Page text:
Indirect Objects

Indirect Objects


 

Indirect Objects can be used in several ways.

  • Give some money to John.
  • Give some money to him.
  • Give it to John.
  • Give it to him.
  • Give John some money.
  • Give him some money.
  • Give John it. (not common)
  • Give him it. (not common)

(In some very informal situations, you may hear people use this one.

Example: angry mother to child: Give me it right now!!)

Note the following:

Lend me some money. Lend some money to me.
Bring me a cup of coffee. Bring a cup of coffee to me.
Get me a cup of coffee. Get a cup of coffee for me.
Make me a cup of coffee. Make a cup of coffee for me.
Ask him a question. Ask a question of him.
Tell her a story. Tell a story to her.

With Verbs

Let me do it. Allow me to do it.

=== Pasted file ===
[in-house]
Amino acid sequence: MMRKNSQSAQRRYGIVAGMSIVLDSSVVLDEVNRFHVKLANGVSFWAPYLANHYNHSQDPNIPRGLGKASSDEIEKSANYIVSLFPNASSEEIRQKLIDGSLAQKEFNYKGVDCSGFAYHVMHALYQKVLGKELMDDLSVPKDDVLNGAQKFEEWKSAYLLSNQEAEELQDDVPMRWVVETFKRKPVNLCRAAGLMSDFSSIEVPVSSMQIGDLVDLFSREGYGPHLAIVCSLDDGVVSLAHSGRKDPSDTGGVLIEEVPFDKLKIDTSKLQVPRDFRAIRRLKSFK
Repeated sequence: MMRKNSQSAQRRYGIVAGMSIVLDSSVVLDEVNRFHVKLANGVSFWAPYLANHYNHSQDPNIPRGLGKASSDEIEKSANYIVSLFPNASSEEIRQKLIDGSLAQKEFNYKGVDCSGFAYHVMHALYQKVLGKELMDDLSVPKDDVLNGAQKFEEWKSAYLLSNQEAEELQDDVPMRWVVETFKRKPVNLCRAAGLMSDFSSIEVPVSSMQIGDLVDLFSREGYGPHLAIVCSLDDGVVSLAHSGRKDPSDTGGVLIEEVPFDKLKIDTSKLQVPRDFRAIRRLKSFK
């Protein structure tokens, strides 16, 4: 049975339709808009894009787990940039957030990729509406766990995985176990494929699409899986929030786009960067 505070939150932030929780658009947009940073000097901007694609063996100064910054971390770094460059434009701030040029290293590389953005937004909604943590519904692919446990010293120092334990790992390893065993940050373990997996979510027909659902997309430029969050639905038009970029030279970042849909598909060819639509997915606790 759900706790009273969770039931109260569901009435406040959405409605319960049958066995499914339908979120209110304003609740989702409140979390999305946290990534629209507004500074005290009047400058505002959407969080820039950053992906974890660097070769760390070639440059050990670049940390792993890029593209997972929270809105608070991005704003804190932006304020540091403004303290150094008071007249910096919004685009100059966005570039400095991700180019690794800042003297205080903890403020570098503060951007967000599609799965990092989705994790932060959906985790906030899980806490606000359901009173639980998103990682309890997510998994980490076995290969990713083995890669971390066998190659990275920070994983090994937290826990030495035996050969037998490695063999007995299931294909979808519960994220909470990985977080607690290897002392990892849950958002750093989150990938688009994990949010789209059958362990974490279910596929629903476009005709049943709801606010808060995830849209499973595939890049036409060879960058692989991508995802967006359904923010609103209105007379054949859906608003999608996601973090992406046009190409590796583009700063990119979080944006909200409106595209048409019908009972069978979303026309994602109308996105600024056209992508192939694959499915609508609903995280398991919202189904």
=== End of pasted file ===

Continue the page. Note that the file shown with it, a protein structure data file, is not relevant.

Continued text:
Help me do it. Help me with it.
Do it for me. Have him do it.
Expect him to do it. Make him do it.
Force him to do it. Ask her to do it.
Tell her to do it. Tell a story to her. (Request)
Tell her to do it. (Command)

Direct Object and Indirect Object Patterns

Pattern A Pattern B Pattern C
I gave him an apple. I gave an apple to him. I bought a car for her.
I bought her a car. I opened the door for her.
I asked him a question. I explained it to him.

Pattern A and B

  • write, read, show, teach, tell, sell, send, lend, bring, take, pass, give

Pattern A and C

  • buy, get, make, find, do, bake, cash, save

Pattern A only

  • ask, cost, charge, wish

Pattern B only

  • explain, announce, describe, introduce, mention, prove, repeat, say, speak, report

(When used with for, has the meaning of “on behalf of”)

Pattern C only

  • open, answer, close, change, pronounce, prescribe

All patterns

  • sing

None of the patterns

  • eat, sleep, talk, walk, and most other verbs

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